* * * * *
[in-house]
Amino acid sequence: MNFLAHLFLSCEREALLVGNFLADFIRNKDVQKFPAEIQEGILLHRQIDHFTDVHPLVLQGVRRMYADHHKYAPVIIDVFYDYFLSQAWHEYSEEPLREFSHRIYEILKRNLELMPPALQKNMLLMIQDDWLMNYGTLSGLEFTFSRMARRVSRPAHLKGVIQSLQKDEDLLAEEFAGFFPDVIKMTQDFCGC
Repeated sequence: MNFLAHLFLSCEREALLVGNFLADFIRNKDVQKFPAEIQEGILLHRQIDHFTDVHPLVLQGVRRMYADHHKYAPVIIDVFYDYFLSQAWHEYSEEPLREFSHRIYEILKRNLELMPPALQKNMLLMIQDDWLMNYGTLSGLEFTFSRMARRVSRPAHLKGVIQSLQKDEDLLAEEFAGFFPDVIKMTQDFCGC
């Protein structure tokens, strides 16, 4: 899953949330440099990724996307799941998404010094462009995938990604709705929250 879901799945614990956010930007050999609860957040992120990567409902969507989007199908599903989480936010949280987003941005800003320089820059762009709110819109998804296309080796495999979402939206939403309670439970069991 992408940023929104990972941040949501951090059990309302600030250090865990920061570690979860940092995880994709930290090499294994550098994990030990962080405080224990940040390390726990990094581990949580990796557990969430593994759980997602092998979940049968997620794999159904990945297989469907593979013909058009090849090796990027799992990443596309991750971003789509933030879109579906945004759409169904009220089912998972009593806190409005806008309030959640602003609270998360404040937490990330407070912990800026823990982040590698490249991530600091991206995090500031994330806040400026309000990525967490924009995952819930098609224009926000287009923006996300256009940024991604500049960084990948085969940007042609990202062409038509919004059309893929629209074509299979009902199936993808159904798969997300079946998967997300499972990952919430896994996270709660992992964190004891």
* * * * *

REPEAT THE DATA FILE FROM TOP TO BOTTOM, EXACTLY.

[in-house]
Amino acid sequence: MNFLAHLFLSCEREALLVGNFLADFIRNKDVQKFPAEIQEGILLHRQIDHFTDVHPLVLQGVRRMYADHHKYAPVIIDVFYDYFLSQAWHEYSEEPLREFSHRIYEILKRNLELMPPALQKNMLLMIQDDWLMNYGTLSGLEFTFSRMARRVSRPAHLKGVIQSLQKDEDLLAEEFAGFFPDVIKMTQDFCGC
Repeated sequence: MNFLAHLFLSCEREALLVGNFLADFIRNKDVQKFPAEIQEGILLHRQIDHFTDVHPLVLQGVRRMYADHHKYAPVIIDVFYDYFLSQAWHEYSEEPLREFSHRIYEILKRNLELMPPALQKNMLLMIQDDWLMNYGTLSGLEFTFSRMARRVSRPAHLKGVIQSLQKDEDLLAEEFAGFFPDVIKMTQDFCGC
């Protein structure tokens, strides 16, 4: 899953949330440099990724996307799941998404010094462009995938990604709705929250 879901799945614990956010930007050999609860957040992120990567409902969507989007199908599903989480936010949280987003941005800003320089820059762009709110819109998804296309080796495999979402939206939403309670439970069991 992408940023929104990972941040949501951090059990309302600030250090865990920061570690979860940092995880994709930290090499294994550098994990030990962080405080224990940040390390726990990094581990949580990796557990969430593994759980997602092998979940049968997620794999159904990945297989469907593979013909058009090849090796990027799992990443596309991750971003789509933030879109579906945004759409169904009220089912998972009593806190409005806008309030959640602003609270998360404040937490990330407070912990800026823990982040590698490249991530600091991206995090500031994330806040400026309000990525967490924009995952819930098609224009926000287009923006996300256009940024991604500049960084990948085969940007042609990202062409038509919004059309893929629209074509299979009902199936993808159904798969997300079946998967997300499972990952919430896994996270709660992992964190004891």